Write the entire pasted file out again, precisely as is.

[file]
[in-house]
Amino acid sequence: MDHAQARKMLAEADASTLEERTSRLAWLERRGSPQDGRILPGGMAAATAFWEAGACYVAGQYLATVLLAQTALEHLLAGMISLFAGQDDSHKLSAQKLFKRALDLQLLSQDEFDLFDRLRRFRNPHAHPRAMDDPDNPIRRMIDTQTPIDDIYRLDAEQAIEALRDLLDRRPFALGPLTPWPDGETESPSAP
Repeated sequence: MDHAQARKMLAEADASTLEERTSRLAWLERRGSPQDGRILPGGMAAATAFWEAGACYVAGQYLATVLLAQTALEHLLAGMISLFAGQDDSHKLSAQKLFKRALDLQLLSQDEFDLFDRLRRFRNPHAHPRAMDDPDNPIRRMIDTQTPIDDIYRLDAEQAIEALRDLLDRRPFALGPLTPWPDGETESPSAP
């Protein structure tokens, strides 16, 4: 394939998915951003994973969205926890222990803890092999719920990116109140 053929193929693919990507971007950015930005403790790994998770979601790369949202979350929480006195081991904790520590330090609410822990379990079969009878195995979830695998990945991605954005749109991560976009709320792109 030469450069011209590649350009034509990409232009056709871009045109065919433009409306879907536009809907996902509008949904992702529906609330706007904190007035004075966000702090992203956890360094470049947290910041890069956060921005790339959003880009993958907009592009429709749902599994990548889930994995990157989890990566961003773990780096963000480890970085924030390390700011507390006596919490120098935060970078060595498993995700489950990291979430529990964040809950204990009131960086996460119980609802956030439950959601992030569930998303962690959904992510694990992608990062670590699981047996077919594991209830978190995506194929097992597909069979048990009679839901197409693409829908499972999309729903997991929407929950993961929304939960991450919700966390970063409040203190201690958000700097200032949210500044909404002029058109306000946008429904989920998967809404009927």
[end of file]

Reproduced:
[in-house]
Amino acid sequence: MDHAQARKMLAEADASTLEERTSRLAWLERRGSPQDGRILPGGMAAATAFWEAGACYVAGQYLATVLLAQTALEHLLAGMISLFAGQDDSHKLSAQKLFKRALDLQLLSQDEFDLFDRLRRFRNPHAHPRAMDDPDNPIRRMIDTQTPIDDIYRLDAEQAIEALRDLLDRRPFALGPLTPWPDGETESPSAP
Repeated sequence: MDHAQARKMLAEADASTLEERTSRLAWLERRGSPQDGRILPGGMAAATAFWEAGACYVAGQYLATVLLAQTALEHLLAGMISLFAGQDDSHKLSAQKLFKRALDLQLLSQDEFDLFDRLRRFRNPHAHPRAMDDPDNPIRRMIDTQTPIDDIYRLDAEQAIEALRDLLDRRPFALGPLTPWPDGETESPSAP
């Protein structure tokens, strides 16, 4: 394939998915951003994973969205926890222990803890092999719920990116109140 053929193929693919990507971007950015930005403790790994998770979601790369949202979350929480006195081991904790520590330090609410822990379990079969009878195995979830695998990945991605954005749109991560976009709320792109 030469450069011209590649350009034509990409232009056709871009045109065919433009409306879907536009809907996902509008949904992702529906609330706007904190007035004075966000702090992203956890360094470049947290910041890069956060921005790339959003880009993958907009592009429709749902599994990548889930994995990157989890990566961003773990780096963000480890970085924030390390700011507390006596919490120098935060970078060595498993995700489950990291979430529990964040809950204990009131960086996460119980609802956030439950959601992030569930998303962690959904992510694990992608990062670590699981047996077919594991209830978190995506194929097992597909069979048990009679839901197409693409829908499972999309729903997991929407929950993961929304939960991450919700966390970063409040203190201690958000700097200032949210500044909404002029058109306000946008429904989920998967809404009927």